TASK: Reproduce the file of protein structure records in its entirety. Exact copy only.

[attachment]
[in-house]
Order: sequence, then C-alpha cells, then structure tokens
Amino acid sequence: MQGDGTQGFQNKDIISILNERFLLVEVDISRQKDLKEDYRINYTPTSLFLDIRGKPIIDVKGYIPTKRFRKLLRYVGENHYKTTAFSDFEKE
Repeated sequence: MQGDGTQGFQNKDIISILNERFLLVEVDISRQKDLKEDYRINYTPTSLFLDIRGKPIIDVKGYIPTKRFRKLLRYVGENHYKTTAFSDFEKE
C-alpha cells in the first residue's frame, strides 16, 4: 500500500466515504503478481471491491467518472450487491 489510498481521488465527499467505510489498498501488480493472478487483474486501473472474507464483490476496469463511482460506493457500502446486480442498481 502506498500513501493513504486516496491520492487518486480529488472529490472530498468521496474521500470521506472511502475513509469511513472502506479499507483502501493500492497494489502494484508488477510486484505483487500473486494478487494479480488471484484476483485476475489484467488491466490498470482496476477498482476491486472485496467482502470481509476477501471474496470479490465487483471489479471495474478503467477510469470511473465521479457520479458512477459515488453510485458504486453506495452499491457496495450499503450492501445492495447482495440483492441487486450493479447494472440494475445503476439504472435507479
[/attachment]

[in-house]
Order: sequence, then C-alpha cells, then structure tokens
Amino acid sequence: MQGDGTQGFQNKDIISILNERFLLVEVDISRQKDLKEDYRINYTPTSLFLDIRGKPIIDVKGYIPTKRFRKLLRYVGENHYKTTAFSDFEKE
Repeated sequence: MQGDGTQGFQNKDIISILNERFLLVEVDISRQKDLKEDYRINYTPTSLFLDIRGKPIIDVKGYIPTKRFRKLLRYVGENHYKTTAFSDFEKE
C-alpha cells in the first residue's frame, strides 16, 4: 500500500466515504503478481471491491467518472450487491 489510498481521488465527499467505510489498498501488480493472478487483474486501473472474507464483490476496469463511482460506493457500502446486480442498481 502506498500513501493513504486516496491520492487518486480529488472529490472530498468521496474521500470521506472511502475513509469511513472502506479499507483502501493500492497494489502494484508488477510486484505483487500473486494478487494479480488471484484476483485476475489484467488491466490498470482496476477498482476491486472485496467482502470481509476477501471474496470479490465487483471489479471495474478503467477510469470511473465521479457520479458512477459515488453510485458504486453506495452499491457496495450499503450492501445492495447482495440483492441487486450493479447494472440494475445503476439504472435507479